American Journal of Community Psychology

, Volume 51, Issue 1–2, pp 123–139 | Cite as

Sense of Community and Informal Social Control Among Lower Income Households: The Role of Homeownership and Collective Efficacy in Reducing Subjective Neighborhood Crime and Disorder

  • Mark R. LindbladEmail author
  • Kim R. Manturuk
  • Roberto G. Quercia
Original paper


We examine the link between homeownership, collective efficacy, and subjective neighborhood crime and disorder. Although prior research suggests that homeownership provides social benefits, the housing downturn and foreclosure crisis, coupled with mounting evidence that people self-select into housing, raise questions about the role of homeownership. We adjust for respondents’ decision to own or rent using a nationwide sample of lower-income households. We account for demographic and neighborhood characteristics as well as ratings of individual efficacy. We present a structural equation model that identifies how sense of community and informal social control jointly contribute to collective efficacy. The latent collective efficacy construct mediates the impact of homeownership on resident’s perceptions of neighborhood disorder. Such perceptions matter because they have been linked to resident’s physical and mental health. Our findings demonstrate that when coupled with sustainable mortgages, homeownership exerts a robust yet indirect effect in reducing subjective neighborhood crime and disorder. Our model also links collective efficacy to neighborhood racial homogeneity, a finding which presents challenges for the study of diversity and community. We discuss sense of community research as well as sustainable mortgages and implications of the foreclosure crisis for the future of homeownership opportunities among lower income households and neighborhoods.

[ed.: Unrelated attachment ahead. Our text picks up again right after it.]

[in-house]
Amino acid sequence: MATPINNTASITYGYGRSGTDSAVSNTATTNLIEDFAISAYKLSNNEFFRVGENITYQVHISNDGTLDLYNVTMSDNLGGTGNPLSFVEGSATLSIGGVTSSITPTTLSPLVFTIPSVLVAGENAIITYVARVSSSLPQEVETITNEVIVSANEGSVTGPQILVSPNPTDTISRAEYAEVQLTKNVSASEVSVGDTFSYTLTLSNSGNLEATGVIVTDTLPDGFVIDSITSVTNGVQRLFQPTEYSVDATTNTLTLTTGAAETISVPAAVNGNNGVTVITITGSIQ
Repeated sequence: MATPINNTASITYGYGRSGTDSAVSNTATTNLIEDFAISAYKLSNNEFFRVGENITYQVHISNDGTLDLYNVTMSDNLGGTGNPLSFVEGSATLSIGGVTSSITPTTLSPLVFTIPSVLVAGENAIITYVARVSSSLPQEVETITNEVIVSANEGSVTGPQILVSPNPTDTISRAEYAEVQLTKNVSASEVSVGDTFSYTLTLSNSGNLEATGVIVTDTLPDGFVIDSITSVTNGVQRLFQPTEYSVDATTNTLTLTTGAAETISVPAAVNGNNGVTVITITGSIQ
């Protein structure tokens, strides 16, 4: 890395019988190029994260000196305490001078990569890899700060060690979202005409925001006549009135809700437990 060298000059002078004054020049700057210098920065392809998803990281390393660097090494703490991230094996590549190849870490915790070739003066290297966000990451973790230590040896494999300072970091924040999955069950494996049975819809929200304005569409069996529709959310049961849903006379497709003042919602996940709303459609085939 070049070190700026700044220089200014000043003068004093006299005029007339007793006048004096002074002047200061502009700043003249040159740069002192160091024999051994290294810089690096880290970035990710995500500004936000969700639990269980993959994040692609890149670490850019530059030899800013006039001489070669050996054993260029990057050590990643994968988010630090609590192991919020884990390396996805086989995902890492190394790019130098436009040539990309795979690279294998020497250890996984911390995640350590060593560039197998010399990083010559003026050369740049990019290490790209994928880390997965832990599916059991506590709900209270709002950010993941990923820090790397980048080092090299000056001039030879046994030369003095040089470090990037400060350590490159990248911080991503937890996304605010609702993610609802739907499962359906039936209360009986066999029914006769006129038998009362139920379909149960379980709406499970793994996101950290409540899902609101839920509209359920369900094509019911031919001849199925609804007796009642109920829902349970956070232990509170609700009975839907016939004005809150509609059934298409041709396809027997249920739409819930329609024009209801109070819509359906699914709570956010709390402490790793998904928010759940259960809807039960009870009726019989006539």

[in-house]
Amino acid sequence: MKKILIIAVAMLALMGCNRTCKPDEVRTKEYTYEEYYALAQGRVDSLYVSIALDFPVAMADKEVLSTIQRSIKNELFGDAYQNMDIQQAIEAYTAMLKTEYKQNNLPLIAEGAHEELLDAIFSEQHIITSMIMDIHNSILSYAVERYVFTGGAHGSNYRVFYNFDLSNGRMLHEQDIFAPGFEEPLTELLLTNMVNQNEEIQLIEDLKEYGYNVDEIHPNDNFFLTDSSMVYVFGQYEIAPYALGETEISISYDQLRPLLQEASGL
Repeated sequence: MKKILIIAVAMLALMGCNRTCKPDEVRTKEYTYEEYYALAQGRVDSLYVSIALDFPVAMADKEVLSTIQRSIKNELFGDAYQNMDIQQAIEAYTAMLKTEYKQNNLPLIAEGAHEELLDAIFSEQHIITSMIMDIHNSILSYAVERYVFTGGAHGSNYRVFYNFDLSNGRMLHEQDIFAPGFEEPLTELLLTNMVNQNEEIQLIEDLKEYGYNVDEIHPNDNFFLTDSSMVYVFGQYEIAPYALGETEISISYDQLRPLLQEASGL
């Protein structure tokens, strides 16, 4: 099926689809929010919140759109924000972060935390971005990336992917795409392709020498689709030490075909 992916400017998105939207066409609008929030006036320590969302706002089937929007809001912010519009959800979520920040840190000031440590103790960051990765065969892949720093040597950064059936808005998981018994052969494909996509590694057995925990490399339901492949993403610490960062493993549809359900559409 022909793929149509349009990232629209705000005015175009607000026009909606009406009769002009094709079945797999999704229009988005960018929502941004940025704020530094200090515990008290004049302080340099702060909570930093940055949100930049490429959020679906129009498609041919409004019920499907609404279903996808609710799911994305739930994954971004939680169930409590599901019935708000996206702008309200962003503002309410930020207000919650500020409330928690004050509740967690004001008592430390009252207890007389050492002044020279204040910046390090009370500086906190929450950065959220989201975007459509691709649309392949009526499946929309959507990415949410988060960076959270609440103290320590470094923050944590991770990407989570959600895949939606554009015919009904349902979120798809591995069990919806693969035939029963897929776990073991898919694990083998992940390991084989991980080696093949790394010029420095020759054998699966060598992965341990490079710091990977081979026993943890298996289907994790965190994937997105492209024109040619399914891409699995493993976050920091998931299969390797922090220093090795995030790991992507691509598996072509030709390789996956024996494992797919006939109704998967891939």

Housing Mortgages Crime prevention Community development Asset building Neighborhood homogeneity and diversity 



Funding for this study was provided by the Ford Foundation. Survey data was collected by RTI International. We thank Seb Prohn, Catherine Zimmer, Ling Wang, Sarah Riley, Tianji Cai, Jasperlynn Kao, and other researchers at the UNC Center for Community Capital for consultation and assistance. We also thank anonymous reviewers for helpful comments.


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Copyright information

© Society for Community Research and Action 2012

Authors and Affiliations

  • Mark R. Lindblad
    • 1
    Email author
  • Kim R. Manturuk
    • 1
  • Roberto G. Quercia
    • 1
  1. 1.UNC Center for Community CapitalUniversity of North Carolina–Chapel HillChapel HillUSA

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